The Holy Father’s Christmas homily

The Holy Father’s Christmas homily

Pope Benedict’s Christmas homily for Midnight Mass was superb. Of course, if you were to read most secular news sources, you’d think the only thing he talked about was abortion and the Palestinians, but that’s not so.  He spoke of God’s everlasting “today” that intersected with our “today” at the Incarnation:

God’s everlasting “today” has come down into the fleeting today of the world and lifted our momentary today into God’s eternal today. God is so great that he can become small. God is so powerful that he can make himself vulnerable and come to us as a defenceless child, so that we can love him. God is so good that he can give up his divine splendour and come down to a stable, so that we might find him, so that his goodness might touch us, give itself to us and continue to work through us.

Beautiful. He also spoke of how light is an important theme of Christmas and that the light is the source of life and it enters into the world with Christ. It is also a source of truth, chasing away the darkness of lies and lack of knowledge.

He then said that peace is a third key to the Christmas Midnight Mass, and then went into an exposition of how the verse from Luke has changed from “peace to men of good will” to “peace to those whom God loves” and what that means. Is good will no longer important? And who does God love? Does he favor only some people? He answers those questions by looking at who is named among those whom God loves.

But there are also two groups of people: the shepherds and the wise men from the East, the “Magi”. Tonight let us look at the shepherds. What kind of people were they? In the world of their time, shepherds were looked down upon; they were considered untrustworthy and not admitted as witnesses in court. But really, who were they? To be sure, they were not great saints, if by that word we mean people of heroic virtue. They were simple souls. The Gospel sheds light on one feature which later on, in the words of Jesus, would take on particular importance: they were people who were watchful. This was chiefly true in a superficial way: they kept watch over their flocks by night. But it was also true in a deeper way: they were ready to receive God’s word. Their life was not closed in on itself; their hearts were open.

They were watchful and ready to listen and set out when the truth and divine light was granted them. They only needed a light to shine on the path to show the way.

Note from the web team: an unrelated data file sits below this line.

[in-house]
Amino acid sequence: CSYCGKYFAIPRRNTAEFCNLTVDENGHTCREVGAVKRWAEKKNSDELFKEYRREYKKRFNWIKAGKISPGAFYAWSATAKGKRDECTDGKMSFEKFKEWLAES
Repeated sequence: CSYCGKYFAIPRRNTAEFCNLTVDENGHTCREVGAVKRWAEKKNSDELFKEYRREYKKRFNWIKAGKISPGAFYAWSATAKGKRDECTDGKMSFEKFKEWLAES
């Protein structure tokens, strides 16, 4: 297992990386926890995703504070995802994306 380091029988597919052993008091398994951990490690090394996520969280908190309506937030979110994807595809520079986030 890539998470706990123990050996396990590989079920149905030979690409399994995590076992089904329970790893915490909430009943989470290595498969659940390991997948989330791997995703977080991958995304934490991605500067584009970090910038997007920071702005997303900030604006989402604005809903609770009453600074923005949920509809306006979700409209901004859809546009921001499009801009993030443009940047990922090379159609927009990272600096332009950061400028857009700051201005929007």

It’s a beautiful and concise homily. Thank you, Holy Father, and thanks for the Vatican web site where can read him unfiltered by the media.

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  • We watched some of it Saturday night, but it’s hard to follow the homily as I can follow Italian and my husband understands it, so we can hear the Holy Father *just* under Abp Foley – it’s really very hard for us to listen to. I actually like Abp Foley in general – he’s not as intrusive as secular commentators and he’s knowledgable – but I do wish they’d put the translation up in subtitles instead, so we could *hear* the Holy Father. Can’t have everything. But you’re right, this is off the mark of what he was actually saying. My husband: “Well, *of course* they’re going to twist what he actually said!”

  • “How the verse from Luke has changed…”????
    “At one time we used to say…”???
    Why not just tell it like it is?
    The angels, God’s messengers, said: “Peace on earth to men of good will”
    But we changed it to “…whom God loves”
    Why do we so often think we can manage things just a bit better than God???
    Parenthetically, I had never heard of “us saying ..” before.  Just where and when and by whom was it changed?  Macey’s per chance?

  • Actually the angels did not say “Peace on earth to men of good will.” It’s likely they said Aramaic. They told others, probably Mary, what they heard. Those others/Mary eventually told still others and St. Luke finally heard it and wrote it down in Greek. That Greek text was copied and copied over and over, so that today we have thousands of copies of the same verse, some of them not agreeing with others. Scholars agreed on one normative Greek rendering that was put into thr standardized Greek text (called the UBS) that all modern translations use as their reference. That Greek UBS was eventually translated by different scholars into English, German, etc.

    My point is that we should avoid being Scriptural literalists because we are several languages and thousands of years removed from the words as they were originally spoken. This is why we don’t rely on “Scripture alone” but read it in light of Tradition and the teaching magisterium of the Church.

    The reality is that the newer rendering is probably a better translation and more accurate to the Greek text than the older English translations based on less accurate renderings of the Greek.